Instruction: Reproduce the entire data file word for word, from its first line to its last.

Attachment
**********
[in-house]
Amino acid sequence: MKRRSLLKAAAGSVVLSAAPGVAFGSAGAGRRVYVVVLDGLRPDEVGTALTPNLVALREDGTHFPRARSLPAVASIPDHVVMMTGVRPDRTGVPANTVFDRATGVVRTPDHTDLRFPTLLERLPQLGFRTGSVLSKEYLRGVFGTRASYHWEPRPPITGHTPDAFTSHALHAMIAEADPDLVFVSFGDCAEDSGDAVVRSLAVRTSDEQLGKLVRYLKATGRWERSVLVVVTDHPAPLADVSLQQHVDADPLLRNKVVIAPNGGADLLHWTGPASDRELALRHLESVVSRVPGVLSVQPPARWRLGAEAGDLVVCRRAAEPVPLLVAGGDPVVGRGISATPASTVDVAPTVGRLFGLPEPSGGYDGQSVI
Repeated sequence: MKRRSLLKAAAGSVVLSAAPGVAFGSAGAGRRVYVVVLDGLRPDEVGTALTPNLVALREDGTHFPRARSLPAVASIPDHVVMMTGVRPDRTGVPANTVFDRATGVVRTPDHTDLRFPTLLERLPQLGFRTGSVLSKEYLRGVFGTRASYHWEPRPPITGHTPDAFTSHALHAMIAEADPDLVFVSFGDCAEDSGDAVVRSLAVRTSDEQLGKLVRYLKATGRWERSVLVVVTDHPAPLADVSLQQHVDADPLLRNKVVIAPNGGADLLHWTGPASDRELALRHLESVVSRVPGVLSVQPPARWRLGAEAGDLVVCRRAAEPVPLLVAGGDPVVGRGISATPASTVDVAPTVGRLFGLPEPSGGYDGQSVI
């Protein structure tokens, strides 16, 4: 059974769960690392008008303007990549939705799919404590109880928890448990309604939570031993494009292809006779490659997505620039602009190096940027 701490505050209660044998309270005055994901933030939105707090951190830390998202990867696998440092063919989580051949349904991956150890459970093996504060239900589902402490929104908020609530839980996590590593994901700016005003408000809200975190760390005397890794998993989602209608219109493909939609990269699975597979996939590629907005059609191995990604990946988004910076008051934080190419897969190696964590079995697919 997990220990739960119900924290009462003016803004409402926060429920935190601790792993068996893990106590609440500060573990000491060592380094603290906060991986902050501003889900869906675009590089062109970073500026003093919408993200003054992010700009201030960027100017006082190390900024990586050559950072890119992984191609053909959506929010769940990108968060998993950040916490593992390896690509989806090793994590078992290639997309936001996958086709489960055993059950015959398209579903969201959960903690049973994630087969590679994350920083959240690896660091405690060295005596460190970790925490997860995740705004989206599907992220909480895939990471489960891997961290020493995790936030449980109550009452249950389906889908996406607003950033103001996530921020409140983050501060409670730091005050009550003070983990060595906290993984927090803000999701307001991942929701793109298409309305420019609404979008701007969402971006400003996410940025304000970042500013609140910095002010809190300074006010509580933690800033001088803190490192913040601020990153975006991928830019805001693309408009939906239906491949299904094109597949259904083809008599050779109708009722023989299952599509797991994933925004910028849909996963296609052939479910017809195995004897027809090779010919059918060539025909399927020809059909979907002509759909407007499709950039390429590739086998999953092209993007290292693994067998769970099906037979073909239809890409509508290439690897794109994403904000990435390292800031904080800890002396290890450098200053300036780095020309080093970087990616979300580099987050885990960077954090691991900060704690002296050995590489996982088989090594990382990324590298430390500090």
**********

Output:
[in-house]
Amino acid sequence: MKRRSLLKAAAGSVVLSAAPGVAFGSAGAGRRVYVVVLDGLRPDEVGTALTPNLVALREDGTHFPRARSLPAVASIPDHVVMMTGVRPDRTGVPANTVFDRATGVVRTPDHTDLRFPTLLERLPQLGFRTGSVLSKEYLRGVFGTRASYHWEPRPPITGHTPDAFTSHALHAMIAEADPDLVFVSFGDCAEDSGDAVVRSLAVRTSDEQLGKLVRYLKATGRWERSVLVVVTDHPAPLADVSLQQHVDADPLLRNKVVIAPNGGADLLHWTGPASDRELALRHLESVVSRVPGVLSVQPPARWRLGAEAGDLVVCRRAAEPVPLLVAGGDPVVGRGISATPASTVDVAPTVGRLFGLPEPSGGYDGQSVI
Repeated sequence: MKRRSLLKAAAGSVVLSAAPGVAFGSAGAGRRVYVVVLDGLRPDEVGTALTPNLVALREDGTHFPRARSLPAVASIPDHVVMMTGVRPDRTGVPANTVFDRATGVVRTPDHTDLRFPTLLERLPQLGFRTGSVLSKEYLRGVFGTRASYHWEPRPPITGHTPDAFTSHALHAMIAEADPDLVFVSFGDCAEDSGDAVVRSLAVRTSDEQLGKLVRYLKATGRWERSVLVVVTDHPAPLADVSLQQHVDADPLLRNKVVIAPNGGADLLHWTGPASDRELALRHLESVVSRVPGVLSVQPPARWRLGAEAGDLVVCRRAAEPVPLLVAGGDPVVGRGISATPASTVDVAPTVGRLFGLPEPSGGYDGQSVI
């Protein structure tokens, strides 16, 4: 059974769960690392008008303007990549939705799919404590109880928890448990309604939570031993494009292809006779490659997505620039602009190096940027 701490505050209660044998309270005055994901933030939105707090951190830390998202990867696998440092063919989580051949349904991956150890459970093996504060239900589902402490929104908020609530839980996590590593994901700016005003408000809200975190760390005397890794998993989602209608219109493909939609990269699975597979996939590629907005059609191995990604990946988004910076008051934080190419897969190696964590079995697919 997990220990739960119900924290009462003016803004409402926060429920935190601790792993068996893990106590609440500060573990000491060592380094603290906060991986902050501003889900869906675009590089062109970073500026003093919408993200003054992010700009201030960027100017006082190390900024990586050559950072890119992984191609053909959506929010769940990108968060998993950040916490593992390896690509989806090793994590078992290639997309936001996958086709489960055993059950015959398209579903969201959960903690049973994630087969590679994350920083959240690896660091405690060295005596460190970790925490997860995740705004989206599907992220909480895939990471489960891997961290020493995790936030449980109550009452249950389906889908996406607003950033103001996530921020409140983050501060409670730091005050009550003070983990060595906290993984927090803000999701307001991942929701793109298409309305420019609404979008701007969402971006400003996410940025304000970042500013609140910095002010809190300074006010509580933690800033001088803190490192913040601020990153975006991928830019805001693309408009939906239906491949299904094109597949259904083809008599050779109708009722023989299952599509797991994933925004910028849909996963296609052939479910017809195995004897027809090779010919059918060539025909399927020809059909979907002509759909407007499709950039390429590739086998999953092209993007290292693994067998769970099906037979073909239809890409509508290439690897794109994403904000990435390292800031904080800890002396290890450098200053300036780095020309080093970087990616979300580099987050885990960077954090691991900060704690002296050995590489996982088989090594990382990324590298430390500090």